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The art of teaching science


Science is a discipline that unravels many mysteries of the world around us. Yet the field always seemed stumped by this challenge: how not to be so boring. If ever a subject glazed young eyes, it was science. The teacher with slide rule in hand monotoning his or her way through a presentation on the overheard projector; that's how science was typically presented the past.

Now there seems to be recognition that science wasn't being conveyed in its best light, that a numbing presentation of facts masked its appeal, even drama. Recent articles in The Evening Sun about a hands-on science camp at Baltimore's National Aquarium; a new, engaging math exhibit at the Maryland Science Center, and a popular public television series, "Bill Nye the Science Guy" -- a fusion of the old, campy "Mr. Wizard" shows and MTV -- detailed some of the modern approaches to popularizing technical subjects.

Today's kids have another advantage, too. They're the children of a science-conscious age, in which debates over environmental politics, technological advances and medical challenges and breakthroughs dominate the news. Moreover, girls are being increasingly drawn to what had been male-dominated courses.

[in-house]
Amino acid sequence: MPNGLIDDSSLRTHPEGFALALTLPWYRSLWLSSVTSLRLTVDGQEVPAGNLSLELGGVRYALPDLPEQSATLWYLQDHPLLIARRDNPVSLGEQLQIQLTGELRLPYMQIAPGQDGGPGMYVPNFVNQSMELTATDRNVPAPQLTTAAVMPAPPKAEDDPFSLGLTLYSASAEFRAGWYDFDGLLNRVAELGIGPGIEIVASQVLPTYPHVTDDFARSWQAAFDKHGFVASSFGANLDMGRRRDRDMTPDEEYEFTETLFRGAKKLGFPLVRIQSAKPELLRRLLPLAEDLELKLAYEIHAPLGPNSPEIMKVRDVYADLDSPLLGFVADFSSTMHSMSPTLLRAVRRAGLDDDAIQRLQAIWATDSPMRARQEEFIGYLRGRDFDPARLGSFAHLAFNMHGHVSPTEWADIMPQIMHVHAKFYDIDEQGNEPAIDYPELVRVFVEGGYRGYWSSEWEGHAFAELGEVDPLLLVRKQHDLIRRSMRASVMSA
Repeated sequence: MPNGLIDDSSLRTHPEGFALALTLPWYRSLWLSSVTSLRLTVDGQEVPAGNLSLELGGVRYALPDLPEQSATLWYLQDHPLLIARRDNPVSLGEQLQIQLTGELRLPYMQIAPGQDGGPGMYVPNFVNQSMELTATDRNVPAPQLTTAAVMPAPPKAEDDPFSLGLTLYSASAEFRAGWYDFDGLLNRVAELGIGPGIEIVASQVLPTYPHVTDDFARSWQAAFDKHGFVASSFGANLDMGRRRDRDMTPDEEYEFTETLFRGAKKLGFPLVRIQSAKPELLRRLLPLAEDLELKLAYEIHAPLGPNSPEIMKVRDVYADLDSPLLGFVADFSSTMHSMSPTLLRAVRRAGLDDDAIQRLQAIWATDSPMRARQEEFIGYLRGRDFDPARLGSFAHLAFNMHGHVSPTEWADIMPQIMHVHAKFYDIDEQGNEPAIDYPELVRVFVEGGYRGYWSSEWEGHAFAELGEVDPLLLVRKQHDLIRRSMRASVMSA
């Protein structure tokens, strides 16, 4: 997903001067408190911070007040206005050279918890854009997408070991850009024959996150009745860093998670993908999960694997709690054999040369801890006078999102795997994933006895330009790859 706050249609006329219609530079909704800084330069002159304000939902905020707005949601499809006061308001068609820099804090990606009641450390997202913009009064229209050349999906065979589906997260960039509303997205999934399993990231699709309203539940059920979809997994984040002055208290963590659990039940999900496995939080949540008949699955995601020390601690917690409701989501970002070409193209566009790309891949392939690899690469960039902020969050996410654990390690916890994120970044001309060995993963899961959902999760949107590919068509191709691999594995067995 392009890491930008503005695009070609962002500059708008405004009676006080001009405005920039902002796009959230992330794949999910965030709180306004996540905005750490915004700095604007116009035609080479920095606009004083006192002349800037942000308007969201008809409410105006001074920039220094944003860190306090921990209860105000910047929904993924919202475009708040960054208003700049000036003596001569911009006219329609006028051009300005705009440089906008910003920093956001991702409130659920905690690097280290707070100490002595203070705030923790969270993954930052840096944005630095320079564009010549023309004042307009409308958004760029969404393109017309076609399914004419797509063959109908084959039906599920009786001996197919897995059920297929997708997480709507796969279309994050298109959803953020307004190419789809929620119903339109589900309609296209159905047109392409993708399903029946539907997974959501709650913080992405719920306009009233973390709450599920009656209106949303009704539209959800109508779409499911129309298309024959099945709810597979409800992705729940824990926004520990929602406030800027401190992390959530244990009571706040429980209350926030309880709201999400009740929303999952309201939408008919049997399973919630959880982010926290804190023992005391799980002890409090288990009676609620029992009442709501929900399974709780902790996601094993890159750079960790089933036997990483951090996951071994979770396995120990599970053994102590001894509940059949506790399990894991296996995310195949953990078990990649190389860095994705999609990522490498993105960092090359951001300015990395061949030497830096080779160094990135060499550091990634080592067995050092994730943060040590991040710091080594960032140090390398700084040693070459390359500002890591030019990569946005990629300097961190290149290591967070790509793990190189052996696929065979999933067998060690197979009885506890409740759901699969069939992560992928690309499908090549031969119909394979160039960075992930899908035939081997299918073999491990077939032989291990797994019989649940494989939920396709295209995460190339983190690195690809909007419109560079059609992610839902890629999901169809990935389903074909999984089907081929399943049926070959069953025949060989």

Walk inside some Carroll County high schools, for instance, and you can witness the transformation. Rooms with high ceilings that used to house wood-working shops have been converted to science labs, with computer banks and huge aquariums to raise fish for stream restoration projects. Even at the elementary level, the customary texts have been replaced with other materials, mirroring the shift from memorization to application.

Statistics suggest this evolution in science classrooms is having an impact. State scores and participation in advanced placement exams in science are up markedly from just a few years ago. Nearly 70 percent of students passed the biology exam in 1994, compared to 50 percent in 1990.

Improvement is also evident on the Maryland School Performance Assessment Program. Statewide, more than twice as many students achieved excellent scores on science in 1994 as in 1993.

For a long time, when confronted with chemistry or biology, many students wondered "what use is this stuff?" It is commendable that educators have progressed from a "take your medicine" response to a realization that the fascination in their field was being smothered. Society is sure to reap the benefits of that new attitude.


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